Speaking to reporters after the event, Meister said the economic focus of the meeting was a positive sign. “I think the positive side of this meeting is that we focused on geo-economics and not geopolitics, and that we really pointed out that there is a chance here, in Central Asia, to maybe not to focus all the time on what divides us. As a European coming from Germany, we have at the moment this crisis with Russia, Crimea, Ukraine … I think that’s so much dominating all the relations, so much dominating also economic relations. I think this meeting gives some hope that – we cannot forget about this – but we can shift strongly to economic topics and to economic cooperation and common benefit.”
Regarding economic development, Kazakhstan was lauded for taking action to reform during a period of low oil prices, namely with its 100-step Plan of the Nation to implement the five institutional reforms Nazarbayev campaigned on in the spring. Answering questions, Massimov said the three most crucial steps would be enhancing the rule of law, developing the Astana International Financial Centre and the privatisation of national companies, for which it will shift to the OECD classification of foreign direct investment and make other legislative changes.
This privatisation, he said, would be done with the cooperation of international financial institutions to ensure its fairness and transparency. He also stressed that there would be no geographical limits or quotas on investors; rather, he said, Kazakhstan will be looking for which potential partner can bring the best combination of technology and expertise to the country.
Commenting on Kazakhstan bridging East and West, Chairman of the Pakistan-based Burki Institute of Public Policy Shahid Javed Burki counselled participants not to forget to look south to Pakistan, India and Afghanistan. There is a very large, very young population in that part of the world, he said, “and you can expect the young to be both dynamic or disturbed. And it’s going to matter for the world which way South Asia goes, particularly Afghanistan.” Burki also noted that Pakistan would receive the biggest chunk of Chinese investment in its massive One Belt, One Road initiative – nearly $50 billion, or one-seventh of the entire amount. This will also open huge opportunities, he said.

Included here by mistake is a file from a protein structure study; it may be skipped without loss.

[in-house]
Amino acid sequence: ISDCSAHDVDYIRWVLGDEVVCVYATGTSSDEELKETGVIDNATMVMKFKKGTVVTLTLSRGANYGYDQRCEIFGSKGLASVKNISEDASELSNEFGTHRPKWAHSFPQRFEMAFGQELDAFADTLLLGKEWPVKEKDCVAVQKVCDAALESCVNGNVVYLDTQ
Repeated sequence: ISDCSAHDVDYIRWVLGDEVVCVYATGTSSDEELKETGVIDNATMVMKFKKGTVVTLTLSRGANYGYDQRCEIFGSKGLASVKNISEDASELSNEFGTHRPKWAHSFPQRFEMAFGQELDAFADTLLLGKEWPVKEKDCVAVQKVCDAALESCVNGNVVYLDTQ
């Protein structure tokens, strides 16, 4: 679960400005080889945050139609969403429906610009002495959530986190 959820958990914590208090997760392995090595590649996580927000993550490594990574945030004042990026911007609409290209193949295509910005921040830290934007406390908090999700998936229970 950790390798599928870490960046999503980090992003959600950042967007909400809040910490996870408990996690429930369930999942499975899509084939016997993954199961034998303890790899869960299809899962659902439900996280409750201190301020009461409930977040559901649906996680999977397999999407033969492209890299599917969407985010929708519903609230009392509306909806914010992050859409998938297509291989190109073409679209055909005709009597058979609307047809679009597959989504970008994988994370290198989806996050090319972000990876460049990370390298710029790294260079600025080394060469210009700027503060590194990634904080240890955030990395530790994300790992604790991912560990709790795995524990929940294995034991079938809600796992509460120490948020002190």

Gary Litman, vice president of Global Initiatives of the U.S. Chamber of Commerce, said that the U.S. would also be watching the privatisation process, and urged Kazakhstan to move quickly. While there will be a drawdown in the U.S. troop presence in the region, “there will not be a drawdown in the American commercial presence. We are very encouraged by the promises of [investment] and privatisation processes. All of that will create opportunities for us,” he said. He said he hoped for more representation of Kazakhstan’s business community at the next session.
S. Frederick Starr, chairman of the Central Asia-Caucasus Institute and Silk Road Studies Programme of Johns Hopkins University said that Kazakhstan’s reform project represents “commendable” activity undertaken in a period of crisis, supporting the security of Central Asia by making it prosperous. The project “is good for Kazakhstan; is good for the region,” he said. “It is good for each of our countries and it is good for all of our countries together. So it seems to me very, very important that we each leave here and see what we can do in our own countries to advance this agenda. … It’s in our common interests, and it’s the best way to build security. … We should all together be pushing in that direction.”
Idrissov noted that in its quest for growth, Kazakhstan rejects the idea of competition within Central Asia. Kazakhstan, he said, does not celebrate when its growth exceeds the rest of the regions. “Our policy is to make every state in Central Asia prosperous and successful – that will make our region stronger, and will make it more resilient to future challenges, and that is one of our development priorities.”